Porter Fox vividly conveys the beauty of a remote, lightly touched place in this account of his journey from the coast of Maine to Blaine’s Peace Arch Park.

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Lit Life

Porter Fox knew he would travel alone for most of his journey along the border between the U.S. and Canada, but not quite how alone. The author of “Northland: A 4,000-Mile Journey Along America’s Forgotten Border” (Norton, $26.95), Fox learned that along vast stretches of the border, “there’s simply nobody around. There’s no cell service, no GPS. For days and days and days, I had no idea where I was.”

The U.S.-Canada border is vital to trade and relations between both countries, but its borderland remains a lonesome place. For many people, that’s a virtue — it’s home to resourceful people who’ve learned to survive in a land of extreme weather and extreme solitude. It’s sheltered ethnic communities who put down roots in the 19th century and never left. It’s the final redoubt for American Indian tribes who were pushed up to the border after their land was stolen. And it’s a sort of no-man’s-land for smugglers taking advantage of the border’s porous nature.

Fox’s account of his journey (by foot, canoe, freighter and car) starts off the coast of Maine and ends at Blaine’s Peace Arch Park, looking out over Boundary Bay. Along the way he explores issues of water rights, climate change, native sovereignty and the perils and pleasures of living along the border. He vividly conveys the beauty of a remote, lightly touched place. Fox appears at Elliott Bay Book Co. on Thursday, Sept. 27. Here are some observations about his trip, edited for concision and clarity:

Q: Why did you call your book “Northland,” and where did that term come from?

A: As you drive across the country you see the term all over the place. The technical term is the northern tier, others call it the Highline. There’s not a name for it because nobody ever talks about it. Our relationship with Canada has been terrific for so long, we stopped thinking about it.

Q. You talk about the northland as a place of “ethnic archipelagoes” and a last refuge for American Indian tribes. How did those groups wind up there?

A: Back east, when the French were expelled from New England, pockets of French settlers held out, taking over river valleys and harbors. That created a very strong identity. When you look through the rest of America, immigrants were itinerant, but in the northland, people tended to settle down, such as the strong Scandinavian population. For Native Americans, it was their last resort. From Maine to Montana, they were pushed together and slammed up against the border.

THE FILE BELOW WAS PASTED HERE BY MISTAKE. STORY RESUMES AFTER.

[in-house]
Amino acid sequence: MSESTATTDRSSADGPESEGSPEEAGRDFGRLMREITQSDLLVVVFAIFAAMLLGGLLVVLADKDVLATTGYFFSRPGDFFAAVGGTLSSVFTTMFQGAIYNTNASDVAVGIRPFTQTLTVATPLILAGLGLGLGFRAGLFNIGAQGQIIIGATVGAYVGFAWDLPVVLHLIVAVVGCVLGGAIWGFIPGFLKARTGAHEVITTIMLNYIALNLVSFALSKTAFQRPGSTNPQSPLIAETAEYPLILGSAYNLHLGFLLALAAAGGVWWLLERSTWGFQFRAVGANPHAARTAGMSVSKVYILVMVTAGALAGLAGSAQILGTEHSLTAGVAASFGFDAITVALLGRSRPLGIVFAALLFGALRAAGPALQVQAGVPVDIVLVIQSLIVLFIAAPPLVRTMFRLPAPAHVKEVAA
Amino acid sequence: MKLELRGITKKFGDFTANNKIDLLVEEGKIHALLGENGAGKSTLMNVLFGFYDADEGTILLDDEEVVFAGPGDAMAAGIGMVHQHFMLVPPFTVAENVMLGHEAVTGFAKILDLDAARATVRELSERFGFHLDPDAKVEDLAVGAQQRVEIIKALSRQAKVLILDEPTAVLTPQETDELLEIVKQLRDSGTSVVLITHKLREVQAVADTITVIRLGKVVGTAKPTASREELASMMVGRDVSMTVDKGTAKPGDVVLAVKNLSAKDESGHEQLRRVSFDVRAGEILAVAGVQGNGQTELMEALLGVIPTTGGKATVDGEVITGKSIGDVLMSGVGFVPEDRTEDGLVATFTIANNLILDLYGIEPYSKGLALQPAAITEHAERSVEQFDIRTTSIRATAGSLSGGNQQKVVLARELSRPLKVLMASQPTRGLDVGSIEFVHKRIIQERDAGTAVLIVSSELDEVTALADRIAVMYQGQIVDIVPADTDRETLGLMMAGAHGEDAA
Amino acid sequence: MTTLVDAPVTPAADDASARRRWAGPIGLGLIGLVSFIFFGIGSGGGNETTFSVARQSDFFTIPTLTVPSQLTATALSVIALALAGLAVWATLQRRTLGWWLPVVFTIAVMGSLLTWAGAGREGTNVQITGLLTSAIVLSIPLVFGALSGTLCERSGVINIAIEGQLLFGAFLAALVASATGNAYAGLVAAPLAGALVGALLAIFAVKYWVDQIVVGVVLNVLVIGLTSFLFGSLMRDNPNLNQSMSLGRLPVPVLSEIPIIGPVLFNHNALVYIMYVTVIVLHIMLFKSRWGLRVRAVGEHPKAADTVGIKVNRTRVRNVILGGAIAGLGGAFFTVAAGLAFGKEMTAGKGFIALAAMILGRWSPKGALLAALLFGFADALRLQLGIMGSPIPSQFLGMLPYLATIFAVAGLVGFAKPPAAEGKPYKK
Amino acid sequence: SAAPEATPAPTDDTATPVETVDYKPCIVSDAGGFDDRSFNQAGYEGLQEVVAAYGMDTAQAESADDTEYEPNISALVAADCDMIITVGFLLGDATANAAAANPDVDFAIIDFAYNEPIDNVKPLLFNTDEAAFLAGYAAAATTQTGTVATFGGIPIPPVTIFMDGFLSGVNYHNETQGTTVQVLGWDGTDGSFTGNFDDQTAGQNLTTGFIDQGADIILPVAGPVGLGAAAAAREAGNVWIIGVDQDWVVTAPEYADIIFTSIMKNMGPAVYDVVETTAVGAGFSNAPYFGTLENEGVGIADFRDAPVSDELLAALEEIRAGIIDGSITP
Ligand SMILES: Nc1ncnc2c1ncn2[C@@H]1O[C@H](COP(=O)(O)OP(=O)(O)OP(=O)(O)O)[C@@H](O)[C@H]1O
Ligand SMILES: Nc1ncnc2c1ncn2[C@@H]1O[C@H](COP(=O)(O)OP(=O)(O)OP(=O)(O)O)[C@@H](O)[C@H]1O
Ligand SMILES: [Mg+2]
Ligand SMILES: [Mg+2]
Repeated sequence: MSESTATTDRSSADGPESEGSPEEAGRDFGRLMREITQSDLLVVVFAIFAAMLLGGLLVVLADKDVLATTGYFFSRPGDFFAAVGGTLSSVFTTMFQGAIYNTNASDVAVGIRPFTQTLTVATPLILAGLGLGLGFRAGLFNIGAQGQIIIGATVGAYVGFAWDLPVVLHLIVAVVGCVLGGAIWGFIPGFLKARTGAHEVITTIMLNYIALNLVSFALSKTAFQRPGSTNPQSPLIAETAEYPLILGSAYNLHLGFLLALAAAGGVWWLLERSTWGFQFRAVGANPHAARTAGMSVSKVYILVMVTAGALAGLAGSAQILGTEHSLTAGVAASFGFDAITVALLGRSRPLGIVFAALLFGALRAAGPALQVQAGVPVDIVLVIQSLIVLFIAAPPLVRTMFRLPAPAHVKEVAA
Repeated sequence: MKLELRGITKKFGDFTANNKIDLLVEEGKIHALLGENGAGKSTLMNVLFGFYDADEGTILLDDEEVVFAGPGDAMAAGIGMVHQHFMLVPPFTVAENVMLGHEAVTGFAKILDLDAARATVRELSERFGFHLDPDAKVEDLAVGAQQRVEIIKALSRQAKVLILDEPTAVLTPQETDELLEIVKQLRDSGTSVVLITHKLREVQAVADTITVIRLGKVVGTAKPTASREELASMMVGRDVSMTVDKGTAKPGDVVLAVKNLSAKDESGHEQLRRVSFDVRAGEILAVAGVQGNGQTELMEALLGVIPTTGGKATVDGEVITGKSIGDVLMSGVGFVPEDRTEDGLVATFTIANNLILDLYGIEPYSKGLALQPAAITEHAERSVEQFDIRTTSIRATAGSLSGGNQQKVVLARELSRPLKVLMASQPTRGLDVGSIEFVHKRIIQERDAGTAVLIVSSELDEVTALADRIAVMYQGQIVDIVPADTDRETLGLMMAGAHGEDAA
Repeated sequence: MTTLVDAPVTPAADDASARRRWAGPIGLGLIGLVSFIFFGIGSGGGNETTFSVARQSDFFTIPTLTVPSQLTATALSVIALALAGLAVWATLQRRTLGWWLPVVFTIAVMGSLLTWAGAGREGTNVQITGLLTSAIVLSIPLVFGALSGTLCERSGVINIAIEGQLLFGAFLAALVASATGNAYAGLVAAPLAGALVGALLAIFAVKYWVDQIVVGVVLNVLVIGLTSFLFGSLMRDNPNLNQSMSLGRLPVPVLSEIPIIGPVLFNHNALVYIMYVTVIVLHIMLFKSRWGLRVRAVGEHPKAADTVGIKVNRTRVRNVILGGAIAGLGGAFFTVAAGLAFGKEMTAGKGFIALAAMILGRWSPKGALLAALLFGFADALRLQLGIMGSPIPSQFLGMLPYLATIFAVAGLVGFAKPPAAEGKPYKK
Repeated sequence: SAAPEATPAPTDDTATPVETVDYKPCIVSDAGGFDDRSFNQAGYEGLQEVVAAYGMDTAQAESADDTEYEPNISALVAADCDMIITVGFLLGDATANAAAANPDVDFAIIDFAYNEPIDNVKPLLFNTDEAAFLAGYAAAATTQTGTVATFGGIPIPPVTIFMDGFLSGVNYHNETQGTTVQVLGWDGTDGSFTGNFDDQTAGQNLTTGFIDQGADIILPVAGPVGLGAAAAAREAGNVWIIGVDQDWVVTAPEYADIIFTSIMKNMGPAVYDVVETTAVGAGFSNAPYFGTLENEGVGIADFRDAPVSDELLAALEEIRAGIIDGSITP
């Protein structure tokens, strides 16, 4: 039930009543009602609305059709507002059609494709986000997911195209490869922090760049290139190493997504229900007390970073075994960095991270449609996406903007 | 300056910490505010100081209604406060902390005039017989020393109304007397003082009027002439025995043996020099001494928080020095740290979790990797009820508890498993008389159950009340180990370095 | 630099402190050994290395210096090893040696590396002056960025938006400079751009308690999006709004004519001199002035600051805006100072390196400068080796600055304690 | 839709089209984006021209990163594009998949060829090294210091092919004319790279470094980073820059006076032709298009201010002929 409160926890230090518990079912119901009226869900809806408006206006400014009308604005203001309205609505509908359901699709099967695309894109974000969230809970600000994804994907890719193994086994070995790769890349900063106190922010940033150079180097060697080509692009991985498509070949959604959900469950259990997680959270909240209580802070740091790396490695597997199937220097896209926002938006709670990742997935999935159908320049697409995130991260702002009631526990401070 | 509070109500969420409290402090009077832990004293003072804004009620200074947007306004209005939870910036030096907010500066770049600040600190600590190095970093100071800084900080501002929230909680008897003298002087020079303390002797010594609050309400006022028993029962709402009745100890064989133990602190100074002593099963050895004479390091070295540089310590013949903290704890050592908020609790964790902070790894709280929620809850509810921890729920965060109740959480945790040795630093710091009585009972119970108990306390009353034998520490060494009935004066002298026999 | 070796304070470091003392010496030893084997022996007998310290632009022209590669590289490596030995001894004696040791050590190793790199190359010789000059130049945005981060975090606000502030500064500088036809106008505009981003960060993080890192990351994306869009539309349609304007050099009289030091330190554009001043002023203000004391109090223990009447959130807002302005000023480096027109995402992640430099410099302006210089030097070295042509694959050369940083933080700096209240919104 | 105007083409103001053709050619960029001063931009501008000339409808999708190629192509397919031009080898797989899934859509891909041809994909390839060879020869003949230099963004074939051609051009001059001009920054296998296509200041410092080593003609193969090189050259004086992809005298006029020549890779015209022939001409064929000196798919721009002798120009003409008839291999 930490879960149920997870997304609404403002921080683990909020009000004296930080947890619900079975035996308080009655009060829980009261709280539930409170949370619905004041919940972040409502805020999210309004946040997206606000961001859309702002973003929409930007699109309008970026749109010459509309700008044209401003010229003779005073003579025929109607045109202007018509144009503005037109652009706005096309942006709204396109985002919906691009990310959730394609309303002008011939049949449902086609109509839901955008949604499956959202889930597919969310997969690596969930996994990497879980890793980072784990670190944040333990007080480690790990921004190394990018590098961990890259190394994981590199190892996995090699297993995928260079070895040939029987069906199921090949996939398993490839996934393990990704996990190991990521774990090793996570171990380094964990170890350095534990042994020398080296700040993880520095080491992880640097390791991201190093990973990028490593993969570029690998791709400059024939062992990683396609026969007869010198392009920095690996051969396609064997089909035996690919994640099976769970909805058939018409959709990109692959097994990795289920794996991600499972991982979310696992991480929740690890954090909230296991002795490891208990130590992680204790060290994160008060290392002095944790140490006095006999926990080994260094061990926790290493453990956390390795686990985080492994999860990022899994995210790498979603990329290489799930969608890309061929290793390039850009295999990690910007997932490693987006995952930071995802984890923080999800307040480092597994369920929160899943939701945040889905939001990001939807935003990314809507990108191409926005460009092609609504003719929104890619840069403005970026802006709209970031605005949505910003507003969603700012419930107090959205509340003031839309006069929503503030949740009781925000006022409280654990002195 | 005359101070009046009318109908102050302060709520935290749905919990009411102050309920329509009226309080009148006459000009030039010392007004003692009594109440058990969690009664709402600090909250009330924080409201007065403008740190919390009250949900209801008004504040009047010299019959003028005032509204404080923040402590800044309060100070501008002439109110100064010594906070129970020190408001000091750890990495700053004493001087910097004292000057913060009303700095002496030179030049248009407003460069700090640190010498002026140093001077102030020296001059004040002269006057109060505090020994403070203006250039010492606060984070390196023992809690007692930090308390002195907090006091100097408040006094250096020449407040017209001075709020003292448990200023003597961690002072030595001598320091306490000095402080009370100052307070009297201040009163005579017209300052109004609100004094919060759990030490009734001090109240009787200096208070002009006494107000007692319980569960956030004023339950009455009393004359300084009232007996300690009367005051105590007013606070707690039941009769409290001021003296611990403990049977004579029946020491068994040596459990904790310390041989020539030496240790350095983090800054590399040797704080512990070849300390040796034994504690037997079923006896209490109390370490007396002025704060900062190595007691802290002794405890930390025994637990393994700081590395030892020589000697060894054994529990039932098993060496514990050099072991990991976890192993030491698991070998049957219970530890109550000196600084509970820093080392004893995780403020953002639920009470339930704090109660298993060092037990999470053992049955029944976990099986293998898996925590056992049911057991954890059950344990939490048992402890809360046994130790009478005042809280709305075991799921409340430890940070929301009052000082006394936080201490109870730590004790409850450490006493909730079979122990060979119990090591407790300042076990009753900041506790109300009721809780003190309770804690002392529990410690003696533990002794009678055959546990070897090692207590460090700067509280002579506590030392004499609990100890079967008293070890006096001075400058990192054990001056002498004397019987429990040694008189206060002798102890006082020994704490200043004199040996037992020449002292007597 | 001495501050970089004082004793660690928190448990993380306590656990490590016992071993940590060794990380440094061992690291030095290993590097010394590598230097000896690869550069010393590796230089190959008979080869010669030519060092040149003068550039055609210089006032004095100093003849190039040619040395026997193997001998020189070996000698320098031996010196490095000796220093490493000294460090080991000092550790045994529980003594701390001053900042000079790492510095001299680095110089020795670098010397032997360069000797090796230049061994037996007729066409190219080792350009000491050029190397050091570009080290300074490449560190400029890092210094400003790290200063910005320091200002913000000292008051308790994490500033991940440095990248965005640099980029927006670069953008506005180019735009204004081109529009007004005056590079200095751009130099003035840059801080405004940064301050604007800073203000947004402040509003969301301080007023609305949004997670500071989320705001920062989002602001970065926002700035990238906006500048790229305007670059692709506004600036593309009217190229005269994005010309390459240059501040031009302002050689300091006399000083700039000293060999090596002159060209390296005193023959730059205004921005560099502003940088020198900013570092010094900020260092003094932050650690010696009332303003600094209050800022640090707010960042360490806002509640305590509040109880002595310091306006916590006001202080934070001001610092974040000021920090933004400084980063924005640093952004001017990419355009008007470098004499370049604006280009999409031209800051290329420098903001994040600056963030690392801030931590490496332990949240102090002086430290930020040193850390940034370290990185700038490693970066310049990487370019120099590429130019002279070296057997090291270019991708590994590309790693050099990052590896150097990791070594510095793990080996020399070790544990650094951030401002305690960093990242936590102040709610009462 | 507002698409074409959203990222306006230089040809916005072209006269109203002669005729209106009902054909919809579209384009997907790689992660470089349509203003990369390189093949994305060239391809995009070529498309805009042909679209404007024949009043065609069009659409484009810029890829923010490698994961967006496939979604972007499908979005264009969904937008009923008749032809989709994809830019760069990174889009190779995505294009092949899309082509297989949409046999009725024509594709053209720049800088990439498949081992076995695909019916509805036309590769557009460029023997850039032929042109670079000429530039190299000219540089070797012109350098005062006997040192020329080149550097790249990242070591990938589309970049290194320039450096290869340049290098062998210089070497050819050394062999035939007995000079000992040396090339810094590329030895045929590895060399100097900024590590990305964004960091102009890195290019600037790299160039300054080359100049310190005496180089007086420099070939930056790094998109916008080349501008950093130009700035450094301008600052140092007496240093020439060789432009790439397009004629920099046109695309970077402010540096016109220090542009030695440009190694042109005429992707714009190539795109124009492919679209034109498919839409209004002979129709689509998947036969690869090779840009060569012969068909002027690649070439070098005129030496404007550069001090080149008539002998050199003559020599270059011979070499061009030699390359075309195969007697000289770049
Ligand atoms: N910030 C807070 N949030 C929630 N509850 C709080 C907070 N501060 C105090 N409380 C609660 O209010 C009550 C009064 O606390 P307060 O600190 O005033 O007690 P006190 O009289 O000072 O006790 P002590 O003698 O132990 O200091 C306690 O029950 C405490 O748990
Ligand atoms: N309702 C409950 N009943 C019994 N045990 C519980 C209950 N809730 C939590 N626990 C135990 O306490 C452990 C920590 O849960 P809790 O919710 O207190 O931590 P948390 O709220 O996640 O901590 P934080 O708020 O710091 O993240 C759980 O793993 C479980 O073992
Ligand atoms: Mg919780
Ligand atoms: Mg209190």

Q: On your trip, were you aware of being monitored or under surveillance?

A: I did not see any border agents outside a port of entry. I barely saw them at all. The CBP (U.S. Customs and Border Protection) really depends on these small towns to call in about any strangers — that “grapevine security” is really important to the CBP right now. They get images of armed people crossing the border, but they just can’t get there in time. That’s a little alarming. That’s something more agents, more cameras and some technological help could fix pretty easily.

Q: How does insufficient monitoring hurt people on both sides of the border?

A: The southern border gets all the headlines, politicians ranting about it, the proposed ridiculous border wall. The southern border is half as long as the northern border. There are about 18,000 agents down there, while there are about 2,000 agents on the northern border.

We’re bordering a nation that’s one of our oldest allies, and our number two trading partner, but Canada has fairly lax immigration laws. No visa is required for a Mexican citizen to go to Canada. You can fly to Toronto, be driven to the border and then walk across it. Smugglers can go straight across the border on an Indian reservation. Federal and state people have no authority, and the tribal authorities have no power to make an arrest.

Q: What are some realistic fixes?

A: I don’t think locking it down is the answer. $1.6 billion a day in goods and services and 400,000 people (crossing the border) makes it the busiest international border in the world. According to the University of Ottawa, Canadian and American businesses are losing $30 billion a year because of border delays in areas such as inventory access, manufacture, straight up sales. It’s so expensive to have unpredictable waits and unpredictable search systems.

Across the whole border, it needs to be made more efficient. They need more money, equal to the southern border, and it needs to be managed more efficiently. It needs to be hand tailored.

Q: You crossed so many different kinds of terrain — rivers, the Great Lakes, the high plains, mountain ranges. What was your favorite part of the trip?

A: The Winchester Mountain fire lookout in the North Cascades. That was the most magical part of the trip. I just could not believe those mountains — I have never spent the night on top of a peak like that. And it was a perfectly blue sky day. It was just incredible.

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Porter Fox will discuss “Northland” at 7 p.m. Thursday, Sept. 27, at Elliott Bay Book Co., 1521 10th Ave., Seattle; free, 206-624-6600; elliottbaybook.com